India: In a league of its own
India is a prime example of the trend for emerging economies to decouple from developed markets. That’s not in the sense that they are immune from economic shocks in rich world, but that they have high long-term structural growth rates.
With more than a billion people—many of them young—India is in a league of its own. Only China comes close. But for decades since independence in 1947, India was saddled with the legacy of a centrally planned economy.
Swadeshi thinking—or the Gandhi-inspired pursuit of economic self-sufficiency—merely protected poor-quality Indian businesses against foreign competition. A derisory “hindu growth rate” contrasted with those of the neighbouring Asian tigers.
However, there has been a transformation since the 1990s. The country liberalised its economy and growth accelerated. For institutional investors worldwide, investing in India has now become an issue of “how best to”, not whether to invest at all.
Goldman Sachs says India has the potential to be amongst the world’s largest economies by 2050, along with the other BRIC countries of Brazil, Russia, and China.
The development is being driven by underlying factors such as population size, demographics and increasing urbanisation, along with a sizeable and rapidly growing middle class. Moreover, China’s one-child policy may mean the country grows old before it grows rich.
India with a much younger population does not face such challenges yet. But promotion to the premier league of economies is not guaranteed for India. To achieve this, Jim O’Neill and Tushar Poddar at Goldman Sachs have suggested that there are ten critical elements that are required. (See box: Goldman Sachs top ten list.)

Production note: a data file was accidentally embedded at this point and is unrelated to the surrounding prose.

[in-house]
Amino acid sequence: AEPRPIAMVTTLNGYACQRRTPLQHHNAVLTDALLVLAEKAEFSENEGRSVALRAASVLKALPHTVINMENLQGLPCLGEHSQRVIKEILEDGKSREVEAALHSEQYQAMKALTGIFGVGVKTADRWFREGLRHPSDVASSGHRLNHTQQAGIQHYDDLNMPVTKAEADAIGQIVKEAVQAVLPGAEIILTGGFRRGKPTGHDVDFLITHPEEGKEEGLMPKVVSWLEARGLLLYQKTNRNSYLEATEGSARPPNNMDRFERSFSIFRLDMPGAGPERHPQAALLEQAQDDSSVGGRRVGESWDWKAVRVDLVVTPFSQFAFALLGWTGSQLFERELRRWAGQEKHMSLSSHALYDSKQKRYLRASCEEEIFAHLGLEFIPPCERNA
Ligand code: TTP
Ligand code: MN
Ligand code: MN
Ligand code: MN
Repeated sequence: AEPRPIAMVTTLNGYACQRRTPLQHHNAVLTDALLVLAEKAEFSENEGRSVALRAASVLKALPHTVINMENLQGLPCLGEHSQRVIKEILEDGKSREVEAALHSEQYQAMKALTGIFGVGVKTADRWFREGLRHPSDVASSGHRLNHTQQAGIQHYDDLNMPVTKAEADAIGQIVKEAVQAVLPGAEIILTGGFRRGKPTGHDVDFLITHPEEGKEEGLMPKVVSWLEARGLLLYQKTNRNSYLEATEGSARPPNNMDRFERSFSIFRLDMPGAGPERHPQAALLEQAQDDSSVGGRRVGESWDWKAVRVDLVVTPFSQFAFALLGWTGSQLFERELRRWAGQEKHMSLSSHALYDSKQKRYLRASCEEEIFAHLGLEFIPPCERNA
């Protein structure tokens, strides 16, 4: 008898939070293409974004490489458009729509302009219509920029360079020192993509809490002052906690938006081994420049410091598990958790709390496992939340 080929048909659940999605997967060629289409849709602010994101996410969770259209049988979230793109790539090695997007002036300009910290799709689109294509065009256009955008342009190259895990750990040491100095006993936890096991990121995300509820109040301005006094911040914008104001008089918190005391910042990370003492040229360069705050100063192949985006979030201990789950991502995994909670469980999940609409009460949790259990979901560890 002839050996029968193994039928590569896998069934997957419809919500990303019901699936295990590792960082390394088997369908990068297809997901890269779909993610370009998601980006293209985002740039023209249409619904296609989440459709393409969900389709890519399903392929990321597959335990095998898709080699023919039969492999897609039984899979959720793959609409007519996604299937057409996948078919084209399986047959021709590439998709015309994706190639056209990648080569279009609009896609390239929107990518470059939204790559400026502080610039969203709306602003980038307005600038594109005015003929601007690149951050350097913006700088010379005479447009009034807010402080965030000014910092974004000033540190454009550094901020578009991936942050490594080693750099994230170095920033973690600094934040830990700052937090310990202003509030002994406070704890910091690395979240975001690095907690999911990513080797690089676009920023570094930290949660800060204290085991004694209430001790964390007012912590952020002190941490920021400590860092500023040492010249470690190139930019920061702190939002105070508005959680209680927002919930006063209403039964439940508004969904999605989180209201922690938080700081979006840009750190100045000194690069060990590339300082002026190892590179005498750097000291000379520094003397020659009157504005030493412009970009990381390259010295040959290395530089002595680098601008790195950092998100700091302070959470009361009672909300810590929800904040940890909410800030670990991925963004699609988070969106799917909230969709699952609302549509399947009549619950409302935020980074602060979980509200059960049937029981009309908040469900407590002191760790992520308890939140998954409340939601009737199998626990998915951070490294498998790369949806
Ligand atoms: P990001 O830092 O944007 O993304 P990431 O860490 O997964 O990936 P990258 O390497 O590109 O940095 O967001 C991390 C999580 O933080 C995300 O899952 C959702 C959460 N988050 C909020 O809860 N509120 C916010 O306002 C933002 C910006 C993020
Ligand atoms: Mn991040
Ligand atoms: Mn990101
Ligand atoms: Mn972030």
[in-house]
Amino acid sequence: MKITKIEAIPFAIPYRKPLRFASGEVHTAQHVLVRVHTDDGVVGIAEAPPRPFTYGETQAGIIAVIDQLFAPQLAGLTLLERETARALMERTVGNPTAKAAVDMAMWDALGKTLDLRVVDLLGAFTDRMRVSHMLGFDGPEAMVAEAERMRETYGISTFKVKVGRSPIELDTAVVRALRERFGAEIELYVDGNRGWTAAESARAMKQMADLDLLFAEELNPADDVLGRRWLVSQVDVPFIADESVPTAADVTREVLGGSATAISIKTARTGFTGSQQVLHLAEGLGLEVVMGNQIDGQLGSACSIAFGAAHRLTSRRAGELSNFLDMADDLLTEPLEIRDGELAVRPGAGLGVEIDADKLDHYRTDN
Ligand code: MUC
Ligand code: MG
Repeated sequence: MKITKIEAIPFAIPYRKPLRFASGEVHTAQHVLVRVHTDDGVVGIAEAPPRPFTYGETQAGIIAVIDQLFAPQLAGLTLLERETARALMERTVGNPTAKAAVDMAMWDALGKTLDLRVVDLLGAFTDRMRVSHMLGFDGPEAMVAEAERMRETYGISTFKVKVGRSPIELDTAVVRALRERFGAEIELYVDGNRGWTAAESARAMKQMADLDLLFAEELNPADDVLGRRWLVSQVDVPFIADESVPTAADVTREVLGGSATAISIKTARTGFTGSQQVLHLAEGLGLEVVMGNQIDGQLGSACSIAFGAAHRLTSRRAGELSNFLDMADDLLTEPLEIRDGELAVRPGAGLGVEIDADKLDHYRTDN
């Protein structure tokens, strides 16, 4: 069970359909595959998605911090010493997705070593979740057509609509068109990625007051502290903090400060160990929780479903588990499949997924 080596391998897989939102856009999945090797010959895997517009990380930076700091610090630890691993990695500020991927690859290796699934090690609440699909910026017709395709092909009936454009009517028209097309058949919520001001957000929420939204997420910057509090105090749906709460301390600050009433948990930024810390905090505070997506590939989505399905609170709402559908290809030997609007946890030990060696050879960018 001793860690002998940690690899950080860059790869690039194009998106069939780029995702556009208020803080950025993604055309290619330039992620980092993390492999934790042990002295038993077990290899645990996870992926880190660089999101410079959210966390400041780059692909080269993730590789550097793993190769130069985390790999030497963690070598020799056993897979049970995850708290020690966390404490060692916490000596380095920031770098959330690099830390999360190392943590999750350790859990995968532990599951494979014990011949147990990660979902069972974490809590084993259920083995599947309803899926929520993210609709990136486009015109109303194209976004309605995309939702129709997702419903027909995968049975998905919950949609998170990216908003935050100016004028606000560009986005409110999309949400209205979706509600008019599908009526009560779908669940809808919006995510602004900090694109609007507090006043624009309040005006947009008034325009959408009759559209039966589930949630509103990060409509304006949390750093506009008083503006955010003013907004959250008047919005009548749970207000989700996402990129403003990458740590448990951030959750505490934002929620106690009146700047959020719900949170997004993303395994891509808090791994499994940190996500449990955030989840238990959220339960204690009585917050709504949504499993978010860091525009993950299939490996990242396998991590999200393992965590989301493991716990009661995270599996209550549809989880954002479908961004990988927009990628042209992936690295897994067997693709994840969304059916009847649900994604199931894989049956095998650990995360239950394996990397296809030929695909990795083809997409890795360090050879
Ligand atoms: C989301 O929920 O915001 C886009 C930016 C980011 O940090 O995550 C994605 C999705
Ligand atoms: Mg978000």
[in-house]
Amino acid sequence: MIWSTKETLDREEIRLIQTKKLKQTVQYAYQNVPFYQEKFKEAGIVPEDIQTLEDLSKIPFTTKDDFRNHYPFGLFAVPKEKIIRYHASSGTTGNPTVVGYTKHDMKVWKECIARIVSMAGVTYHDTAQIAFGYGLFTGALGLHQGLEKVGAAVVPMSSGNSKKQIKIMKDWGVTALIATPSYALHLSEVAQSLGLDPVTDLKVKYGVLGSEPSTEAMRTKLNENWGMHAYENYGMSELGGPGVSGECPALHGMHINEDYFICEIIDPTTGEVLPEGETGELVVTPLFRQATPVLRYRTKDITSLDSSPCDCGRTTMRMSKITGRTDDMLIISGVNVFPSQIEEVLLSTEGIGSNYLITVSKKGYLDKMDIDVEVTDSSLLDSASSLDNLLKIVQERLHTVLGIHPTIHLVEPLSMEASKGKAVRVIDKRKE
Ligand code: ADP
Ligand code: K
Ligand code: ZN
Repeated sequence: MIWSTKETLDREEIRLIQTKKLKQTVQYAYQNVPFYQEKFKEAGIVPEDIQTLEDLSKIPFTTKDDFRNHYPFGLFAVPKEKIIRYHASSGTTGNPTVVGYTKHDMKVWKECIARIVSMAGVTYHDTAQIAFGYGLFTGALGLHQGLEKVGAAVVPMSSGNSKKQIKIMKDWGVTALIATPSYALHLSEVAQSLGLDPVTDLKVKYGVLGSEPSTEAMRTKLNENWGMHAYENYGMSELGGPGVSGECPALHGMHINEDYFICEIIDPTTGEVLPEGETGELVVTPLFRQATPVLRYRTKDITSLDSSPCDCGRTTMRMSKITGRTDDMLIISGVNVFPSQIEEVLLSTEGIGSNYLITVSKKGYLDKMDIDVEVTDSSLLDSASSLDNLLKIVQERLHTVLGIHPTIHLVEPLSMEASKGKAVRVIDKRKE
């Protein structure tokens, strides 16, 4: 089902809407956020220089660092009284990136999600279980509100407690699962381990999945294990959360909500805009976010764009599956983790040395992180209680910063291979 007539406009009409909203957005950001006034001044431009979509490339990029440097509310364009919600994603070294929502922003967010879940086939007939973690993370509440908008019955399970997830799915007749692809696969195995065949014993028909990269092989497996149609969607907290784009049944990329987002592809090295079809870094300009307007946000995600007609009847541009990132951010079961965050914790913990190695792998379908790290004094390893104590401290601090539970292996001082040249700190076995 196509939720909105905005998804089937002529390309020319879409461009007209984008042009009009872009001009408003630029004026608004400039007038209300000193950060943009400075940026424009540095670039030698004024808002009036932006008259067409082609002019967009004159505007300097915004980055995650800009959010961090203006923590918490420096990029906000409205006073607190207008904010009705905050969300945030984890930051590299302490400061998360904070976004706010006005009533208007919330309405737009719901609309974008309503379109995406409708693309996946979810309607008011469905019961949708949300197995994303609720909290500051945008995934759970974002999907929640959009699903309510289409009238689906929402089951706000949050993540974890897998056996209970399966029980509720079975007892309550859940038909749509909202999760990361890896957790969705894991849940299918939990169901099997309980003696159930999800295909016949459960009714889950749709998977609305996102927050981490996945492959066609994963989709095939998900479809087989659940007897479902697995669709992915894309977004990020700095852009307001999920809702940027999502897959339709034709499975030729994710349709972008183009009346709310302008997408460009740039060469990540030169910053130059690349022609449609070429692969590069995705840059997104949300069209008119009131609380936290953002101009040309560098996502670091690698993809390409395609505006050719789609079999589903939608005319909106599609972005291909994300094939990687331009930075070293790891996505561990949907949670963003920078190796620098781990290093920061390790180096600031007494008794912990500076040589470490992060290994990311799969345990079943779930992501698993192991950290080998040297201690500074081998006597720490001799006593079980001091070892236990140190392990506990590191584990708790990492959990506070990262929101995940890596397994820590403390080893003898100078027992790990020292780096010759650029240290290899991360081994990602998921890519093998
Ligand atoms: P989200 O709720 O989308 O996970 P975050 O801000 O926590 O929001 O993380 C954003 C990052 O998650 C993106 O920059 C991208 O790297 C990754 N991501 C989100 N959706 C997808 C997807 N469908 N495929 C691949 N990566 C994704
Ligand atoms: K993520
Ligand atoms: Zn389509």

Ensuring good governance is critical for any long-term investment strategy for India. But that can challenge even developed nations. The global financial crisis that the world is recovering from originated in a nexus of maligned interests between financial institutions in the US and Europe, not in emerging markets.
Yet India clearly faces deep-seated issues of corruption. They can be overt. But there is also a debilitating covert collusion amongst a wealthy business elite, politicians at both local and national level, and even the media. A prime example was the recent controversy over the award of telecom licences that revealed the unsavoury relationships between all three.
The real losers have always been Indian consumers, as the economy becomes burdened with inefficient firms relying on patronage to prevent competition. Yet the “license raj” that existed prior to liberalisation was much worse. The economy dominated was by a small group of companies that sprawled across every sector their boards could get a licence to operate in. But the future does look brighter.
There is a new generation of entrepreneurs that have been created over the past decade building companies that are themselves now spawning offshoots. Their success in an increasingly global trading environment is predicated on their competitive strengths, not on their political connections. This, combined with a growing well educated middle class, may be the best hopes for better governance in India.